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Deliveroo first-half losses widen as food delivery firm plans exit from the Netherlands


A Deliveroo rider near Victoria station on March 31, 2021 in London, England.

Dan Kitwood | Getty Images

Losses at British meal delivery firm Deliveroo swelled in the first half of 2022 while revenue growth slowed dramatically, as the disappearance of pandemic restrictions and a rise in the cost of living dented demand for online takeout.

Deliveroo reported a pretax loss of £147.3 million ($178 million) in the first six months of the year, up 54% from the same period a year ago. The losses were driven mainly by increasing spending on marketing and overheads.

Revenues at the company climbed 12% to £1 billion. That was much slower than the revenue growth that the firm reported in the first half of 2021 when sales climbed 82% year-on-year.

Deliveroo’s gross transaction value — which measures overall sales on the platform — grew 7% to £3.6 billion, lackluster growth compared to last year when GTV doubled in the first half. The company blamed the disappointing performance on “challenging market conditions.”

Deliveroo said it is consulting on plans to exit the Netherlands, which would mark the latest exit from a major European market for the company.

The firm, which faces the prospect of much stricter gig economy laws in the European Union, previously retreated from Spain last year and Germany in 2019.

The Netherlands represented only 1% of Deliveroo’s GTV in the first half of 2022, Deliveroo said.

Deliveroo reiterated its guidance for full-year sales growth. Last month, the company revised its target for 2022 GTV growth to a range of 4% to 12%, down from a previous forecast of between 15% and 25%.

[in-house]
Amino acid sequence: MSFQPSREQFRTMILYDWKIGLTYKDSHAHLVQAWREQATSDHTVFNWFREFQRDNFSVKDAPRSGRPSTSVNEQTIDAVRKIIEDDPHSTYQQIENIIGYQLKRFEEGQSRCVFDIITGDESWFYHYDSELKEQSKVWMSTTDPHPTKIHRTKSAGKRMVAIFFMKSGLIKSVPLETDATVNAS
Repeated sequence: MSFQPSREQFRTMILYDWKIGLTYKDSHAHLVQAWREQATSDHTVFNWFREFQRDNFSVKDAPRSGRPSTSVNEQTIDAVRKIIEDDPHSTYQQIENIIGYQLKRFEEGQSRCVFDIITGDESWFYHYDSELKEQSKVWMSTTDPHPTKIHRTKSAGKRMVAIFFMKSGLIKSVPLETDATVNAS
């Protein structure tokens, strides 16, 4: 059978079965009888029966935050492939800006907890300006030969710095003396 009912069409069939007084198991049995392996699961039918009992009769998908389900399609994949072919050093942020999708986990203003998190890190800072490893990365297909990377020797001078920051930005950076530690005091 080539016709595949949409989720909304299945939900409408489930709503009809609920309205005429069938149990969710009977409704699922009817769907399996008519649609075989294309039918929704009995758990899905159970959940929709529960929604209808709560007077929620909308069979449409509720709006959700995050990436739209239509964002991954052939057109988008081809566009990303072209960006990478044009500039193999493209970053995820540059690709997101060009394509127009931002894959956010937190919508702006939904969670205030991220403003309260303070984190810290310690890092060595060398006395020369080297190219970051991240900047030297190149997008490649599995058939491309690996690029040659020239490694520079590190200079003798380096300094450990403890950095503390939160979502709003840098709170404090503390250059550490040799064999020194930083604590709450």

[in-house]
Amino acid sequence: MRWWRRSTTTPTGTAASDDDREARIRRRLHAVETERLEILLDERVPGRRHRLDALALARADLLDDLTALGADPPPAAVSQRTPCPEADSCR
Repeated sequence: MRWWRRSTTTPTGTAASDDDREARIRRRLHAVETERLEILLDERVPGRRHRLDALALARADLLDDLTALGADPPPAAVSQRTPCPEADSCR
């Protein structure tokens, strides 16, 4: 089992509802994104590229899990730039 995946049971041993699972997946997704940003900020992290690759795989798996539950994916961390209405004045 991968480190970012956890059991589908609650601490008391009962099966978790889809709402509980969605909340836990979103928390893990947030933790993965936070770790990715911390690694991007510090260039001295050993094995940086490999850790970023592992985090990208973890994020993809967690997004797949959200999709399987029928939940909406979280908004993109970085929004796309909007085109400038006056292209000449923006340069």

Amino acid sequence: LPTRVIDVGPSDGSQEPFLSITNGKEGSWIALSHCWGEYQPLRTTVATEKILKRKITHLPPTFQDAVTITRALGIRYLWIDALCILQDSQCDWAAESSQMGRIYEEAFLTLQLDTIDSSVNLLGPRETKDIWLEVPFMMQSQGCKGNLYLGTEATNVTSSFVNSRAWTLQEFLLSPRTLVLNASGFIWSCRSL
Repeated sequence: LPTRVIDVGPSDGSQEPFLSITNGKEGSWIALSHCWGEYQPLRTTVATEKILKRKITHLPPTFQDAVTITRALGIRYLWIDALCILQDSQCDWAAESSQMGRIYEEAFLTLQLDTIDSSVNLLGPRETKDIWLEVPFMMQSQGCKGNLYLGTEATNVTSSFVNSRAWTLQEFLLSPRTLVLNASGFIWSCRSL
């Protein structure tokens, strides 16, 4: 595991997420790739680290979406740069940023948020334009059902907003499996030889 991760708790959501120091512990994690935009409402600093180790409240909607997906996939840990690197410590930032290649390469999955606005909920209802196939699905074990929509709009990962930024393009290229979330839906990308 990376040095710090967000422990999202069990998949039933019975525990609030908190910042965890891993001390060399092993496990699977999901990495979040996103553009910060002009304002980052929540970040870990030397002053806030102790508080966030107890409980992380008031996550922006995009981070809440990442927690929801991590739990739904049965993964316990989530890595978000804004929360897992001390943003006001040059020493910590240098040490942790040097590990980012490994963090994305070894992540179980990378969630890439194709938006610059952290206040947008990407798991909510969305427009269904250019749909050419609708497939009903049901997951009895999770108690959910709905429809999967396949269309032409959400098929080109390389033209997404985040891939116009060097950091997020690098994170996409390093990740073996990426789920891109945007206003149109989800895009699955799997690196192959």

Shares of Deliveroo climbed 3% on Wednesday following its results.

Share buyback program

“So far in 2022, we have made good progress delivering on our profitability plan, despite increased consumer headwinds and slowing growth during the period,” Deliveroo CEO Will Shu said in a statement.

“We are confident that in H2 2022 and beyond we will see further gains from actions already taken, as well as benefits from new initiatives.”

Shu added: “We remain confident in our ability to adapt financially to any further changes in the macroeconomic environment.”

The food delivery market has been gripped by the twin challenges of rising inflation and a more outgoing consumer.

People are spending more time dining in restaurants physically as opposed to ordering online while soaring costs for energy and essential goods have made shoppers more cautious about how they part with their cash.

Separately Wednesday, Deliveroo said it would initiate its first-ever stock buyback program, purchasing up to £75 million worth of shares from investors. The purpose of the program is “to mitigate dilution from share-based compensation plans,” Deliveroo said.

Source: CNBC